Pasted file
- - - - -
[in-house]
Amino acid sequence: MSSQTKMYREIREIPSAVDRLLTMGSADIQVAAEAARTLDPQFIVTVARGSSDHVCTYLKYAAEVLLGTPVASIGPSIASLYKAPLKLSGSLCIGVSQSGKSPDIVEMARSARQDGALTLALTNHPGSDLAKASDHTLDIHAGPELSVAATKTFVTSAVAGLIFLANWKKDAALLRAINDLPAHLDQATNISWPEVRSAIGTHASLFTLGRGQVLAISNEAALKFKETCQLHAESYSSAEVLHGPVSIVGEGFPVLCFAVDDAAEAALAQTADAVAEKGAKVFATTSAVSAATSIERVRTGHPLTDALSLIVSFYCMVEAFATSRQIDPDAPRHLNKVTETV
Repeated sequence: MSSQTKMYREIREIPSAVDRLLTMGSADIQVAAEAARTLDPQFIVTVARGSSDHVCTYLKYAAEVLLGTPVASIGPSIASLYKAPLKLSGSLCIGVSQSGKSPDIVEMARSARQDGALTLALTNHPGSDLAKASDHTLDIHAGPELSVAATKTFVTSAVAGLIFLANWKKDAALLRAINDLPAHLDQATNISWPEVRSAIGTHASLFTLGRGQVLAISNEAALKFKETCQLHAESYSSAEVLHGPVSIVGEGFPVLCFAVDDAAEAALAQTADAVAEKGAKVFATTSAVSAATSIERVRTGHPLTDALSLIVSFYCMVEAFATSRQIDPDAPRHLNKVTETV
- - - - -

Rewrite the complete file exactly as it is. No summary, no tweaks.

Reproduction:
[in-house]
Amino acid sequence: MSSQTKMYREIREIPSAVDRLLTMGSADIQVAAEAARTLDPQFIVTVARGSSDHVCTYLKYAAEVLLGTPVASIGPSIASLYKAPLKLSGSLCIGVSQSGKSPDIVEMARSARQDGALTLALTNHPGSDLAKASDHTLDIHAGPELSVAATKTFVTSAVAGLIFLANWKKDAALLRAINDLPAHLDQATNISWPEVRSAIGTHASLFTLGRGQVLAISNEAALKFKETCQLHAESYSSAEVLHGPVSIVGEGFPVLCFAVDDAAEAALAQTADAVAEKGAKVFATTSAVSAATSIERVRTGHPLTDALSLIVSFYCMVEAFATSRQIDPDAPRHLNKVTETV
Repeated sequence: MSSQTKMYREIREIPSAVDRLLTMGSADIQVAAEAARTLDPQFIVTVARGSSDHVCTYLKYAAEVLLGTPVASIGPSIASLYKAPLKLSGSLCIGVSQSGKSPDIVEMARSARQDGALTLALTNHPGSDLAKASDHTLDIHAGPELSVAATKTFVTSAVAGLIFLANWKKDAALLRAINDLPAHLDQATNISWPEVRSAIGTHASLFTLGRGQVLAISNEAALKFKETCQLHAESYSSAEVLHGPVSIVGEGFPVLCFAVDDAAEAALAQTADAVAEKGAKVFATTSAVSAATSIERVRTGHPLTDALSLIVSFYCMVEAFATSRQIDPDAPRHLNKVTETV